1 Corinthians 11:1-34
The same night that Jesus was betrayed by Judas Iscariot He instituted the Lord's Supper, which is observed by most churches, if not all. Some call it a church ordinance, while to others it is a sacrament. It certainly is a treasured ritual, which has been embraced by churches of various persuasions since the days of the apostles. But what does it mean?
The Lord's Supper is a reflection upon Jesus Christ. The bread and cup are symbols of His body, which was broken, and his blood, which was shed. Believers partake of these elements in remembrance of the Lord. He said, "This do in remembrance of Me." Forget everything else. Set your thoughts on Him.
The Lord's Supper is a proclamation. The body and blood of Christ "proclaim the Lord's death." Unbelievers come to church, and inquire, "What does this mean?" One misguided soul asked, "Is the bread and grape juice a Christian diet?" It's an occasion for evangelism, explaining and testifying of the Savior.
It's a time of expectation. Christians observe the Lord's Supper "till He comes." Believers look forward to that day when the Lord Jesus Christ will come again. Jesus said to His disciples, "I will not drink of this fruit of the vine from now on until that day when I drink it new with you in My Father's kingdom." Matthew 26:29.
The Lord's Supper is a time of examination. Paul wrote, "But let a man examine himself, and so let him eat of the bread and drink of the cup." Those who eat the bread and drink the cup unworthily will be guilty of the body and blood of the Lord. As a consequence, some at Corinth were weak, sick, and many died. 1 Corinthians 11:27-30.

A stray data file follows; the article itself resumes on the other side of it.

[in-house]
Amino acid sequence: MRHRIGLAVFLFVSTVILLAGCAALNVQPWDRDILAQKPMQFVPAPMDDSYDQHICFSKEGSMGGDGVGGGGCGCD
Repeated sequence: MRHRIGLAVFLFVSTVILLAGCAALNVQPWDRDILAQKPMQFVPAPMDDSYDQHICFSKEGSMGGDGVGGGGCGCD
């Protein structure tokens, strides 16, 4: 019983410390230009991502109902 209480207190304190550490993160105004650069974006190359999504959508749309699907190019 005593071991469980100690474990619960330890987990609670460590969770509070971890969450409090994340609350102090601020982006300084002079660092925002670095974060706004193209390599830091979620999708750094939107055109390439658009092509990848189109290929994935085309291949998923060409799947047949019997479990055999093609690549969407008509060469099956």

Unfortunately, some Christians spend more time examining the Lord's Supper than they do examining themselves. The debate at times rages about how often the Lord's Supper should be observed. Should the church serve grape juice instead of wine, or are wafers an acceptable substitute for one loaf of bread? Who should be permitted to eat the bread and drink the cup? The discussion goes on too frequently.
Finally, it's also a celebration of the new covenant in His blood. What is the new covenant? Read Jeremiah 31:31-34, and Hebrews 10:16, 17. Some assign the new covenant to Israel's future hope. The blood of the new covenant speaks of redemption and forgiveness. Paul and the church at Corinth recognized it as a reason to celebrate. The institution of the Lord's supper was concluded with the singing of a hymn. Matthew 26:30. Praise the Lord!
Precious Lord, thank You for dying for us. Help us to understand the great price that was paid for our redemption. Keep Calvary's scene before us. In Jesus' name. Amen!